Many people assume that Park Hill Cemetery is just an extension of Forest Hill, but it stands on its own, probably descended from the Scandia Cemetery on London Road just west of Glensheen. That first Scandinavian Cemetery was targeted with scurrilous rumors right around the time of Park Hill’s establishment in 1888—some thought the site was poisoning Duluth’s water supply. One newspaper reporter claimed he saw “green slime” leaking from the bank into Lake Superior below, leading to controversy and disgust. In any case, that cemetery was too small to accommodate Duluth’s growing Scandinavian immigrant population, so Duluth’s Lutherans established a cemetery at 2500 Vermilion Road.
On the hillside facing the current cemetery office and crematorium is a small white gravestone that imparts a clue of just how chaotic a time these Scandinavian immigrants faced in Duluth.
The stone, in Section B, is engraved simply with the names of five men: Charles Hansen, Nils Sleeper, John Solberg, Walter Lundeen, and Ole Stafne, “Drowned in Duluth Bay Aug. 10, 1907.” These working men lost their lives after a day of labor at the Northern Pacific freight house on the slip at the foot of 12th Avenue West. Eleven men overloaded a rowboat in effort to avoid a longer walk after their shifts; in the busy waters their boat was accidentally run over by a mud scow pulled by a tug. Seven were drowned while their coworkers watched in anguish. It took days to recover all the bodies, at least one of which was never located. During the search, many of the Scandinavian laborers at the slip refused to work, and gathered anxiously awaiting their compatriots’ recovery from the depths. As they waited, they also gathered donations to fund the men’s burial. The drowned were all between the ages of 18 and 30, aside from one older man who was never identified in the press. As the Duluth News Tribune article describing the scene noted, “The old man, who made such a desperate but unsuccessful fight for his life, was a Finlander, but no one could recall his name.” More than 700 people attended the men’s funerals. The burial site of the unknown Finn is unclear.
Against the far eastern fence in Section E, a careful search reveals a handful of Chinese graves from the 1930s. (On the way are a couple excellent examples of the distinctive sandstone stumps sold to members of the Woodmen of the World; to learn more about these and other unique grave markers from 100 years ago, click here.) Originally, it appears that Duluth’s early Chinese immigrants were buried in Forest Hill, but in 1914, all of these graves—perhaps a dozen—were removed by the Chinese Combined Benefit Association, which sought to return the remains to their families in China. The only one of these Park Hill graves bearing English characters is that of Yep Kia Yick—or alternatively interpreted, that of a female relative named Wen Yan which Yep paid for. The deceased was a native of Dudong village in Taishan. Just in front of the Yep-labeled grave is that of Liu Kongjiao, of Taishan province, Haiyan district, and Haiting village. Another nearby is the grave of Yang Zhen, of Hui county, Xiandong village.
Back up the hill in Section S is the grave of Albert Woolson, who at his death in 1956 was the last surviving member of the Union Army, which made him commander in chief (and sole enlistee) of the Grand Army of the Republic, the Union Army’s veteran’s group. During the Civil War Woolson served as a drummer boy in Company C of the First Minnesota Heavy Artillery Regiment. The company never saw action, and Woolson was discharged on September 7, 1865. He died at the age of 106 (though he claimed to be 109). His grave is marked with a bronze plaque describing his service, and a bronze statue of the man can be found in front of the Depot. It is a duplicate of one at the Gettysburg Battlefield National Historical Park.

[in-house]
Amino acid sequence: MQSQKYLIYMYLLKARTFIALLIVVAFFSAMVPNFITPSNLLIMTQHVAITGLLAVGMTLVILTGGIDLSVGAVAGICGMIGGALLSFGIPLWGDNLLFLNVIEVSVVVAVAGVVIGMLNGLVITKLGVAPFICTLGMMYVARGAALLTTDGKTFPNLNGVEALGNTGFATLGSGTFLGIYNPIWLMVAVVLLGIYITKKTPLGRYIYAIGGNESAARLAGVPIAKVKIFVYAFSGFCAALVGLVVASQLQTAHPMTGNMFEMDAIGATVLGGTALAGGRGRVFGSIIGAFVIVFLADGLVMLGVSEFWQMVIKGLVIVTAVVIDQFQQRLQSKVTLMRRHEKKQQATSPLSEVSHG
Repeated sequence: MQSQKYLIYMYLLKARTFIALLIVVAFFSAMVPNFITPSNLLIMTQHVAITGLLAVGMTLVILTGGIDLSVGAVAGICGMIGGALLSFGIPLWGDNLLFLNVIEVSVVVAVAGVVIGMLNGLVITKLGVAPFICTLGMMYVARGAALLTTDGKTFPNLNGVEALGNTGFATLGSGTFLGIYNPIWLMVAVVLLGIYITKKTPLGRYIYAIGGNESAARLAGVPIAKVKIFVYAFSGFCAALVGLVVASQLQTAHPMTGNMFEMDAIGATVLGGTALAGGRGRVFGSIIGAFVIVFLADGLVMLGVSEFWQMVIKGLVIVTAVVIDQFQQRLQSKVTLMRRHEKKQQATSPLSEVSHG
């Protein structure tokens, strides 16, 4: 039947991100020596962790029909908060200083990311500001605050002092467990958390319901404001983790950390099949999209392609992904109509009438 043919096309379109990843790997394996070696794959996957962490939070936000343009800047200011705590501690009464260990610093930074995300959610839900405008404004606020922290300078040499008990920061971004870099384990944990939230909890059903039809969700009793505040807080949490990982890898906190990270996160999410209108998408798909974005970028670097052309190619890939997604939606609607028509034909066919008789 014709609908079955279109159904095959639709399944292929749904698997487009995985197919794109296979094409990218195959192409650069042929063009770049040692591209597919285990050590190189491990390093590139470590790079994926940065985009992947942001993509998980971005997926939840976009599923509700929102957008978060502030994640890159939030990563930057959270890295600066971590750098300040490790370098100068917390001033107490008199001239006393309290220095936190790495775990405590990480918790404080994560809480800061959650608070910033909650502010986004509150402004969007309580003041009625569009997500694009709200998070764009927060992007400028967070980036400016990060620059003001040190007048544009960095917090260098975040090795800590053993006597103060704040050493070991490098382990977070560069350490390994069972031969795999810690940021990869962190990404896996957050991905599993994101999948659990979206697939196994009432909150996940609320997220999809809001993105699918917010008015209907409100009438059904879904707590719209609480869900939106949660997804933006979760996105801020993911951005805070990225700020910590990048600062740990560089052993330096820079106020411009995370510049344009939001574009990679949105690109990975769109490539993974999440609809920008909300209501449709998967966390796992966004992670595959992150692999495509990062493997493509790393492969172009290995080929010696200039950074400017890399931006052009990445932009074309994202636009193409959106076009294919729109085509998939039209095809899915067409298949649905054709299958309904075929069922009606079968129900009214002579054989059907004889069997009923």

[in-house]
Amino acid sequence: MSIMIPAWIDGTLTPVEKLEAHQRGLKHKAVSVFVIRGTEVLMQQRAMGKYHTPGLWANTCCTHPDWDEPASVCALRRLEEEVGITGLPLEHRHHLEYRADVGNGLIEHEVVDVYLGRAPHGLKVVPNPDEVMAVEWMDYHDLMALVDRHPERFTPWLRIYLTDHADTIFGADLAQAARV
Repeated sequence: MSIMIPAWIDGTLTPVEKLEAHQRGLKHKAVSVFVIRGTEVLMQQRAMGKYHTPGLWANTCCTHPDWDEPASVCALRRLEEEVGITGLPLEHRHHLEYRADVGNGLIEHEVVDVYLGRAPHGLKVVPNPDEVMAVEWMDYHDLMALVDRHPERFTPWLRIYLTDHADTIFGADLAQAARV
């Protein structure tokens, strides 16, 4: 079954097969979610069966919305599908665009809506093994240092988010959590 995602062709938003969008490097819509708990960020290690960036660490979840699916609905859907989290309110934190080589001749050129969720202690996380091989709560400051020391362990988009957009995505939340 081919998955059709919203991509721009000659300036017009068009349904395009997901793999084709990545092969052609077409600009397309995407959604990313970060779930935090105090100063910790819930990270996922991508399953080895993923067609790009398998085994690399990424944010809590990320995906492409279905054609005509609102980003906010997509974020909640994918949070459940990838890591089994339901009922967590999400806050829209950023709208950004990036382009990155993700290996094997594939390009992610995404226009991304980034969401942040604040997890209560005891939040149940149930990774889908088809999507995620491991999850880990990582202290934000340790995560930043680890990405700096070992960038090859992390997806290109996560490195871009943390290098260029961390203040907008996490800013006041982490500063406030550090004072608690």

In Section G are the graves of Duluth’s four lynching victims. Many graves in this section are unmarked, due to the poverty of the buried. Olli Kinkkonen, an anti-war Finnish immigrant, was abducted by a secretive terrorist organization calling themselves the Knights of Liberty. He was tarred, feathered, and lynched in Lester Park in September, 1918. His understated footstone was placed in 1993 by the Tyomies Society, and reads, “Olli Kinkonnen, 1881 to 1918, Victim of Warmongers.”
Isaac McGhie, Elias Clayton, and Elmer Jackson are buried in the same section, closer to the fence. Their three footstones were placed by the First Lutheran Church in 1991 and along with their supposed birth and death dates and the phrase “Deterred but Not Defeated.” (McGhie’s and Clayton’s dates are only estimates, as nothing is known of their lives—even their names may be in error.)
Recently, a black oak tree was planted in honor of Elmer Jackson, grown from an acorn collected in his ancestral home of Pennytown, Missouri. It was planted by Warren Read, a descendant of one of the lynching’s instigators, Louis Dondino, and Virginia Huston, a relative of Elmer Jackson. The large downtown memorial at the corner of First Street and Second Avenue East is dedicated to these three laborers, who came to Duluth in the employ of the John Robinson Circus and were falsely accused of raping a West Duluth girl. Their murders were witnessed by a mob of 10,000 Duluthians.
Duluth’s cemeteries stand as representatives of the changes Duluth went through, from a pioneer boom town to a full-fledged city. Within them rest the human remains of Duluth’s citizens—from the struggling workers to the millionaires who employed them. There are pioneers of all stripes, criminals and their victims. Their gravestones and memorial monuments bear witness to their passing, and give the seeker of Duluth’s departed history a place to mourn them and bear witness their common fate, one we all share.